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Re: [dinosaur] Tyrannosaurs and Deinodons (was re New Konzhukovia species (temnospondyl) from Permian of South America + Early Triassic polar coprolites + more papers

Matt Martyniuk <martyniuk@gmail.com> wrote:

> The confusion here comes from mixing two totally distinct nomenclatural
> systems (ICZN and phylogenetic pre-PhyloCode nomenclature).

Exactly.  Clades that end in -idae, -inae, -ini and (most of the time)
-oidea are subject to ICZN, because they are deemed to be coordinated
family-level taxa.  But, IMHO there is no need for them to be treated
as families, superfamilies, etc.  They're just clades.

> As far as the
> ICZN is concerned, neither Coeluroidea nor Tyrannosauroidea nor
> Deinodontoidea need phylogenetic definitions, let alone monophyletic ones.
> Even if Coelurus is closer to Tyrannosaurus than to Aves, Coeluroidea could
> be treated, under the ICZN, as a basal grade from which Tyrannosauroids
> evolved, or as monotypic including only Coelurus itself.  Under ICZN,
> therefore, Coeluroidea and Tyrannosauroidea are only synonyms if you want
> them to be.

However, if _Coelurus_ belongs in Tyrannosauroidea, then (according to
the ICZN) Coeluroidea becomes available for the clade that includes
both _Coleurus_ and _Tyrannosaurus_ - and Coeluroidea has
nomenclatural priority over Tyrannosauroidea (Marsh 1881 vs Osborn

> Under phylogenetic nomenclature, Coeluroidea doesn't even exist, since afaik
> it has never been defined as a clade and even if someone were to define it
> today, it would be a younger synonym, within this parallel system, of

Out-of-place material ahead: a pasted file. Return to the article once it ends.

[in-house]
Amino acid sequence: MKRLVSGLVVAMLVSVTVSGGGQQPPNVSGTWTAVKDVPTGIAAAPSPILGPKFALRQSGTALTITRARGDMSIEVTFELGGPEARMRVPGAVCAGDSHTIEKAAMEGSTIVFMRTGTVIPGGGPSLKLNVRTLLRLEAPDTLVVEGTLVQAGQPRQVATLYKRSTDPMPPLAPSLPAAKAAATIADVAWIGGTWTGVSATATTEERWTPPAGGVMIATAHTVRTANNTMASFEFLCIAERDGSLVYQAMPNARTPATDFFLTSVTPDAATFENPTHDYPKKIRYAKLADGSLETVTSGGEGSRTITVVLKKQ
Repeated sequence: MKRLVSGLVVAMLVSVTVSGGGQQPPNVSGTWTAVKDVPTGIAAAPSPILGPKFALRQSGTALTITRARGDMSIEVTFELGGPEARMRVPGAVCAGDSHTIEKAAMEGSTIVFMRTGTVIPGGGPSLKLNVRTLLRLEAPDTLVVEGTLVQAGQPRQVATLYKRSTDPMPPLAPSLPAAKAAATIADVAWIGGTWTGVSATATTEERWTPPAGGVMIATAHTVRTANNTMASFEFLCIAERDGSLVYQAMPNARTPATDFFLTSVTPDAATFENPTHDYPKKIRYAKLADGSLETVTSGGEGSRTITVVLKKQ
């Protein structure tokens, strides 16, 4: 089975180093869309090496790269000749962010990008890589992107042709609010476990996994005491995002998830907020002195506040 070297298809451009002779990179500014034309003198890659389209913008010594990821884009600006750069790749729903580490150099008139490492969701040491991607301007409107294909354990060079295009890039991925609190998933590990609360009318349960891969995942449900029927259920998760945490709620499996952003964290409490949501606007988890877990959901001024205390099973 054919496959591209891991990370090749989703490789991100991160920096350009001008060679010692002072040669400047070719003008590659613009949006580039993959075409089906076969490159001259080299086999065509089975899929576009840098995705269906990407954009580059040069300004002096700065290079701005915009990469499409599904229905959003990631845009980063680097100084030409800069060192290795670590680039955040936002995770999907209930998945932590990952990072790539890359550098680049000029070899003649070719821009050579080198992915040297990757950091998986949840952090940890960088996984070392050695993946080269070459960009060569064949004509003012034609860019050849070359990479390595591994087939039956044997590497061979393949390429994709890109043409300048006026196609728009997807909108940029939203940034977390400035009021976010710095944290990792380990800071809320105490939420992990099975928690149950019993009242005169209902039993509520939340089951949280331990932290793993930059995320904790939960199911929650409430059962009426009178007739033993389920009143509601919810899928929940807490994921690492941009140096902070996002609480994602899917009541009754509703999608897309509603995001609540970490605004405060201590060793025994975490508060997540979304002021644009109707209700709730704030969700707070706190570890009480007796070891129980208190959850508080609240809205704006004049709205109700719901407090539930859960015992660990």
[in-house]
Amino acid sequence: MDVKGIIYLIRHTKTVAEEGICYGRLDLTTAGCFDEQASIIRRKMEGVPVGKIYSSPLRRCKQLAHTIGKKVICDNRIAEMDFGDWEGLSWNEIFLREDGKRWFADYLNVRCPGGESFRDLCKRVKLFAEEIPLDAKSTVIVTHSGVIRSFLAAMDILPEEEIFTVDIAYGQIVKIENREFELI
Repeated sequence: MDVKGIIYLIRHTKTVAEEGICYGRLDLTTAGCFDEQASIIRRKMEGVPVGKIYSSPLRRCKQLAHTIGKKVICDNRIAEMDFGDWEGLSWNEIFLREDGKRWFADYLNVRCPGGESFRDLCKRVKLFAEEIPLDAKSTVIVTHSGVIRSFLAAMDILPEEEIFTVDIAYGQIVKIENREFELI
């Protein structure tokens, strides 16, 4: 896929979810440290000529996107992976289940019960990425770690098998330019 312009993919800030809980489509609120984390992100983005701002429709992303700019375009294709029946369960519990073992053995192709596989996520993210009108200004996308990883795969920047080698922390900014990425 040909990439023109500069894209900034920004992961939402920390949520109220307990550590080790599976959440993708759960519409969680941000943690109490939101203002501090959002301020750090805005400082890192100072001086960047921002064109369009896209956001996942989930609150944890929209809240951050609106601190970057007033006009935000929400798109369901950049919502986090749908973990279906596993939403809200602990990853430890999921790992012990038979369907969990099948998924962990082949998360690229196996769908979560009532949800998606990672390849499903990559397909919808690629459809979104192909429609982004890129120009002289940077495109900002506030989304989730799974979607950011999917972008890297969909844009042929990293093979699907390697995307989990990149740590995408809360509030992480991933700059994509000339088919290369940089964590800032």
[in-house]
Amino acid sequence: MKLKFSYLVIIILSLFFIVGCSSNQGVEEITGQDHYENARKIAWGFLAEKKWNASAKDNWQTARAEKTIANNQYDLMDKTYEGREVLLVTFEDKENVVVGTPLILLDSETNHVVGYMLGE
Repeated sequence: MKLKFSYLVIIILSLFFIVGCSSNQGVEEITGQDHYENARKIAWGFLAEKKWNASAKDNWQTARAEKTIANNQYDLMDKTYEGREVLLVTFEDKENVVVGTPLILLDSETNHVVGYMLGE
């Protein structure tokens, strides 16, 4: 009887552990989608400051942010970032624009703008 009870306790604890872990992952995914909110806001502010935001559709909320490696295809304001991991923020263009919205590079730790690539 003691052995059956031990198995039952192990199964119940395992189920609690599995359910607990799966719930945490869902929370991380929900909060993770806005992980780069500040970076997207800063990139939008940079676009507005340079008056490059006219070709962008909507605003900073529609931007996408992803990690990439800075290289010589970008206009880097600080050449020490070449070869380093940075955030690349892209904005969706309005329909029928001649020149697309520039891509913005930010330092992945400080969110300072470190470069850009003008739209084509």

> Tyrannosauroidea, assuming someone defined them synonymously, which  doesn't
> need to be the case (you could define Coeluroidea as a node that may end up
> as a subclade of the branch-based Tyrannosauroidea, as with Paraves and
> Eumaniraptora.

Under the current phylogenetic definition(s), Tyrannosauroidea is a
stem-based clade.  Certain phylogenetic analyses recover _Coelurus_
inside the Tyrannosauroidea (e.g., the recent _Timurlengia_ paper).
Under phylogenetic nomenclature Coeluroidea does not exist - as you
say.  But according to strict application of the ICZN rules, this
doesn't matter - Coeluroidea still has priority over Tyrannosauroidea
(because both would regarded as 'superfamilies'), irrespective of the
fact that Coeluroidea has never been defined as a clade.  This is
where the conflict lies.  Unlike Mickey, I don't think we need a
petition to the ICZN to resolve this.  I think we can simply ignore
Coeluroidea for the reason that it is not defined as a clade (whereas
Tyrannosauroidea *is* defined as a clade).

Anthony <keenir@hotmail.com> wrote:

> How is it political correctness?  (are we keeping _Tyrannosauridae_ not
> because it has priority, but because its better-known and-or is a more
> popular name?

Because it is defined as a clade, and has been used as such throughout
the literature.

> that doesn't seem any more appealing than political
> correctness.  (though, if we were being politically correct, wouldn't we
> rename it in the language of one or more of the tribes who lived where the
> type specimen of genus _Tyrannosaurus_ was found?))

Umm... what?